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Keywords:

  • bone marrow-derived cells;
  • extracellular matrix;
  • Achilles tendon repair;
  • injury;
  • small intestinal submucosa

Abstract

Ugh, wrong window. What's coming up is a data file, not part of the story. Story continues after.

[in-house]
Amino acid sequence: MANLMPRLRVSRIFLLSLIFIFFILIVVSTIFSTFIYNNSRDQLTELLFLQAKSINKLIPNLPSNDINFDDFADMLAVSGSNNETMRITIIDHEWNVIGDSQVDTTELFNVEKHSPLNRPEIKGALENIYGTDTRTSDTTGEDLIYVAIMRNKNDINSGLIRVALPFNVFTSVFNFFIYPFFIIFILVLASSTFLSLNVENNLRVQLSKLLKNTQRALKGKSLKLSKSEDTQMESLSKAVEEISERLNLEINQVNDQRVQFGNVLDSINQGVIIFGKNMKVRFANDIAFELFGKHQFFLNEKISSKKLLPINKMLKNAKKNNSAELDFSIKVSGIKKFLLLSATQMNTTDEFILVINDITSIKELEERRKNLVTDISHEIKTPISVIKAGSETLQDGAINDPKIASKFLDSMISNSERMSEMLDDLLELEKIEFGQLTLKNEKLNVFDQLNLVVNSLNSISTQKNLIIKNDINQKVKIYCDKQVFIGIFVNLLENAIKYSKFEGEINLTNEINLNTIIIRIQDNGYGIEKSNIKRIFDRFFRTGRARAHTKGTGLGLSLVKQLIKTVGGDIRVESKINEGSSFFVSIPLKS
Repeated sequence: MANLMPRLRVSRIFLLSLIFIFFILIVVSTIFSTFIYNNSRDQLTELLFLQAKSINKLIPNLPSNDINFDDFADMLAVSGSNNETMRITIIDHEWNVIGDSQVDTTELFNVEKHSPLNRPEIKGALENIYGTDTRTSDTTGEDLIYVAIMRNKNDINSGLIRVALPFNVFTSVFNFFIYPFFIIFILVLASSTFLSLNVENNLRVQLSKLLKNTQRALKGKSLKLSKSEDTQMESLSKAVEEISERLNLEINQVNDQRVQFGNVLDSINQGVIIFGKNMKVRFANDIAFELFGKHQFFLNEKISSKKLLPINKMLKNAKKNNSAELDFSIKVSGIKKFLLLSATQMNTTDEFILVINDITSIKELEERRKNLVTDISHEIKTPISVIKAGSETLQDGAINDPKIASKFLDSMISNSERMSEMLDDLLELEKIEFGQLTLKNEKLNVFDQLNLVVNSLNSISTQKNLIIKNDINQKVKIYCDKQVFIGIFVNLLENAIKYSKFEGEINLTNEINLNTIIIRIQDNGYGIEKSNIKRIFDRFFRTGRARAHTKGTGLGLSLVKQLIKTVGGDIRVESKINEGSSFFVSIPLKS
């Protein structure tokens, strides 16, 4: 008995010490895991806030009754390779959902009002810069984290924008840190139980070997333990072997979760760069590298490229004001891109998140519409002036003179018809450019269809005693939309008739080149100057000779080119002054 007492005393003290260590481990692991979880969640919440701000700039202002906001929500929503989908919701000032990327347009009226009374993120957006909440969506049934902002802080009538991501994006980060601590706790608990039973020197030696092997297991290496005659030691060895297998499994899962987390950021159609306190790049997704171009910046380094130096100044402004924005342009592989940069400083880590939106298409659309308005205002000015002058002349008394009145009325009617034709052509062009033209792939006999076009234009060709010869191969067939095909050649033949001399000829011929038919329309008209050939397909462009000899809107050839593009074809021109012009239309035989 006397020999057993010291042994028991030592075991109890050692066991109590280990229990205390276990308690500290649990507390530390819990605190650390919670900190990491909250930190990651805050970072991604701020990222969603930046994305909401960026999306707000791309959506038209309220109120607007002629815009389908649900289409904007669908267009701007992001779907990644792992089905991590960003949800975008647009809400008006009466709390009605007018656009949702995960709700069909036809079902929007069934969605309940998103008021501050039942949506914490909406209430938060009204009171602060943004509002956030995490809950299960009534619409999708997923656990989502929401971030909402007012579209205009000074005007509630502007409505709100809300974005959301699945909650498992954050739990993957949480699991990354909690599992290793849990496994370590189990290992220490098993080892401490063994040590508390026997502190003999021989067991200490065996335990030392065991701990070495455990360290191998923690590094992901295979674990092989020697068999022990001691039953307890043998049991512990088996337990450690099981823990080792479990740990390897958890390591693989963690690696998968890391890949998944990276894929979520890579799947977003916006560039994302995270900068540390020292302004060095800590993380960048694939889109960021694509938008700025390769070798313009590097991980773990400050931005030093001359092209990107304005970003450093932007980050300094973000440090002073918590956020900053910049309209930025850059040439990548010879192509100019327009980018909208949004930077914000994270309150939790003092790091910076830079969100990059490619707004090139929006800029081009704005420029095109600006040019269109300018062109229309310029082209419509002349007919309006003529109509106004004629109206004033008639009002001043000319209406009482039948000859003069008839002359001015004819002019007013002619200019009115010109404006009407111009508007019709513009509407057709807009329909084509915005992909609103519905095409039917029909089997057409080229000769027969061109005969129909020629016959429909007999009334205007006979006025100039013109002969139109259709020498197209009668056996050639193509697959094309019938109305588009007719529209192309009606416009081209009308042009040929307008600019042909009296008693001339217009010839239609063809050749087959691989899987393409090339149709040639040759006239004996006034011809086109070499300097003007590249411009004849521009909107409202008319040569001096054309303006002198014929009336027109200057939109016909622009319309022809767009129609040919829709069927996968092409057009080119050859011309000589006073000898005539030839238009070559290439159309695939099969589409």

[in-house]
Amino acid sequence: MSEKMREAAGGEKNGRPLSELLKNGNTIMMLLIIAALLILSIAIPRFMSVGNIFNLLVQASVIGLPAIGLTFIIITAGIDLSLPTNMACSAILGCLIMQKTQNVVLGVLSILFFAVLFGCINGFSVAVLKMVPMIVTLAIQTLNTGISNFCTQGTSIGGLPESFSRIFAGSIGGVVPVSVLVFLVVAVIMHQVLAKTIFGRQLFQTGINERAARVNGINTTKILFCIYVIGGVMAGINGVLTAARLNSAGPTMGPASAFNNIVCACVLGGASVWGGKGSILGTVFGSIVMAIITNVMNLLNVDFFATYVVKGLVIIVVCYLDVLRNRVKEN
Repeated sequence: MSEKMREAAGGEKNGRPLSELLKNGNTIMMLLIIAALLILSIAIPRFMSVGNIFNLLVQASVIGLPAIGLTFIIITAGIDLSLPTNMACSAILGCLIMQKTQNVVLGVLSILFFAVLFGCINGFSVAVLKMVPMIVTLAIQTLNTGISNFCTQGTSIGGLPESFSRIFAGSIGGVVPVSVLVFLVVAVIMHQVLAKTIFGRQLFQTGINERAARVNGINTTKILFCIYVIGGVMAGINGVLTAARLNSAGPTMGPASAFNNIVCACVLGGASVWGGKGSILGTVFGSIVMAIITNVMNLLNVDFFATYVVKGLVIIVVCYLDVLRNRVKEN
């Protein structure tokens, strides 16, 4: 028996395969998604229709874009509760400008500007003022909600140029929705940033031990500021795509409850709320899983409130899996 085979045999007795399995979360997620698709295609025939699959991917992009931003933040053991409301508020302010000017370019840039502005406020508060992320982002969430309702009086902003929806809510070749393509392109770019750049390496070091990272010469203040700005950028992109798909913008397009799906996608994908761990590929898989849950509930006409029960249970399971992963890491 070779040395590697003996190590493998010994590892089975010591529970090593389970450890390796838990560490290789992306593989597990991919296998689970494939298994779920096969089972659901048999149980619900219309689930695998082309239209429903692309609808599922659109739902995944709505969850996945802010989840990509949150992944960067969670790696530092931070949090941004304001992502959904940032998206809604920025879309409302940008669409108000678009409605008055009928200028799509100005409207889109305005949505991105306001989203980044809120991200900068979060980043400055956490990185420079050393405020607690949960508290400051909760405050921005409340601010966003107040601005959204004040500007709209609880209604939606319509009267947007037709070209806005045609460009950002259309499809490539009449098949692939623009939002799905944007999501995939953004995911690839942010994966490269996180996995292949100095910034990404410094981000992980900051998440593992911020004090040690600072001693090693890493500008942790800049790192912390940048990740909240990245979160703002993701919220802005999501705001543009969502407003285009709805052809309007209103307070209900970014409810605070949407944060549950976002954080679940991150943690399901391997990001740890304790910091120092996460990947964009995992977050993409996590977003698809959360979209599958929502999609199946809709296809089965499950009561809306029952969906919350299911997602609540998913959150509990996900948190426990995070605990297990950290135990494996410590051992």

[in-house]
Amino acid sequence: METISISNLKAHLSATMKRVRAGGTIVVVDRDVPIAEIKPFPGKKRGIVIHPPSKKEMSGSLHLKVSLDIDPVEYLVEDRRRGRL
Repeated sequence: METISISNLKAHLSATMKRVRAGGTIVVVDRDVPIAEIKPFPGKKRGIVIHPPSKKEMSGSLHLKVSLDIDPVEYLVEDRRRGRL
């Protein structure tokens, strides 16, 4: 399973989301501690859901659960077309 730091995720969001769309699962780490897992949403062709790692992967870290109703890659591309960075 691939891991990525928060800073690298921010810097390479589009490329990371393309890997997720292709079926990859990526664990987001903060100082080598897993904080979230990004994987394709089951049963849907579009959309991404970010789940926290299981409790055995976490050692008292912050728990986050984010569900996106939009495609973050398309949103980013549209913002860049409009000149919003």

The extracellular matrix derived from porcine small intestinal submucosa (SIS-ECM), an FDA-approved material currently used clinically for rotator cuff repair, has been shown to attract bone marrow-derived cells during in vivo remodeling of a subcutaneous implant and produce chemoattractant peptides following chemical degradation in vitro. The purpose of the present study was to determine if bone marrow-derived cells participate in the long-term remodeling of the Achilles tendon in a mouse model when repaired with SIS-ECM. A 2-mm gap was produced in the Achilles tendon of 40 chimeric mice produced to express green fluorescent protein (GFP) in all of their bone marrow-derived cells. Tendons were repaired by replacing the resected section with autologous tendon tissue or with a single layer sheet of lyophilized SIS-ECM. Four animals from each treatment group were sacrificed at 1, 2, 4, 8, and 16 weeks, and sections were harvested for histologic and fluorescence microscopy. Both groups showed accumulation of GFP-expressing marrow-derived cells at the site of tendon remodeling at 1 and 2 weeks that were associated with areas of angiogenesis and inflammation. By 16 weeks, the SIS-ECM-treated group showed GFP expressing cells throughout the remodeled tendon in the absence of any inflammatory response, while the autologous tendon repair group showed no GFP expressing cells within the tendon except for occasional cells in the lumen of blood vessels. An SIS-ECM scaffold used for tendon repair recruits a population of bone marrow-derived cells that participates in the long-term remodeling process. The ability of SIS-ECM to recruit a population of marrow-derived cells to the remodeling site may alter the default mechanism of tendon healing. The involvement of these cells in the remodeling process may explain in part the process of site specific constructive remodeling as opposed to scar tissue formation when the ECM is used as a biologic scaffold for tendon reconstruction. © 2006 Orthopaedic Research Society. Published by Wiley Periodicals, Inc. J Orthop Res